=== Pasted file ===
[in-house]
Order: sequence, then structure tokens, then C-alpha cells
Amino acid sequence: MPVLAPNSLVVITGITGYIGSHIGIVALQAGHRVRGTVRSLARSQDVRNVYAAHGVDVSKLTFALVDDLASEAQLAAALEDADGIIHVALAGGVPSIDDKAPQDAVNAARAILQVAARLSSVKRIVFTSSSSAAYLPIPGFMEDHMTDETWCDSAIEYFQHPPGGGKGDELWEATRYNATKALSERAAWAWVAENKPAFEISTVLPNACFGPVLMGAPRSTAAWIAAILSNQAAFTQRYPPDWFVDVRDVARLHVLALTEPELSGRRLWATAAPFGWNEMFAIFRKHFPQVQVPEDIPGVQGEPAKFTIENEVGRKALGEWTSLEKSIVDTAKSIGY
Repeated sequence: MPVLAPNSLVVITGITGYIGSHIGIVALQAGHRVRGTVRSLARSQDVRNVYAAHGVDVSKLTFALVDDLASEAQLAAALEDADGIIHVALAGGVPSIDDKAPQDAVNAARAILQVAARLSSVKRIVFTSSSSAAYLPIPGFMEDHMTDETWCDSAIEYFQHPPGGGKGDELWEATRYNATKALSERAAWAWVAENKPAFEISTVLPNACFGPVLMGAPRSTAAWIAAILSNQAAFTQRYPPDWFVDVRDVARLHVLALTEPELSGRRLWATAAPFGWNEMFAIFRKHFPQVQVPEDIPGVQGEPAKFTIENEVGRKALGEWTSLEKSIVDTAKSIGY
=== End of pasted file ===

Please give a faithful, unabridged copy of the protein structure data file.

[in-house]
Order: sequence, then structure tokens, then C-alpha cells
Amino acid sequence: MPVLAPNSLVVITGITGYIGSHIGIVALQAGHRVRGTVRSLARSQDVRNVYAAHGVDVSKLTFALVDDLASEAQLAAALEDADGIIHVALAGGVPSIDDKAPQDAVNAARAILQVAARLSSVKRIVFTSSSSAAYLPIPGFMEDHMTDETWCDSAIEYFQHPPGGGKGDELWEATRYNATKALSERAAWAWVAENKPAFEISTVLPNACFGPVLMGAPRSTAAWIAAILSNQAAFTQRYPPDWFVDVRDVARLHVLALTEPELSGRRLWATAAPFGWNEMFAIFRKHFPQVQVPEDIPGVQGEPAKFTIENEVGRKALGEWTSLEKSIVDTAKSIGY
Repeated sequence: MPVLAPNSLVVITGITGYIGSHIGIVALQAGHRVRGTVRSLARSQDVRNVYAAHGVDVSKLTFALVDDLASEAQLAAALEDADGIIHVALAGGVPSIDDKAPQDAVNAARAILQVAARLSSVKRIVFTSSSSAAYLPIPGFMEDHMTDETWCDSAIEYFQHPPGGGKGDELWEATRYNATKALSERAAWAWVAENKPAFEISTVLPNACFGPVLMGAPRSTAAWIAAILSNQAAFTQRYPPDWFVDVRDVARLHVLALTEPELSGRRLWATAAPFGWNEMFAIFRKHFPQVQVPEDIPGVQGEPAKFTIENEVGRKALGEWTSLEKSIVDTAKSIGY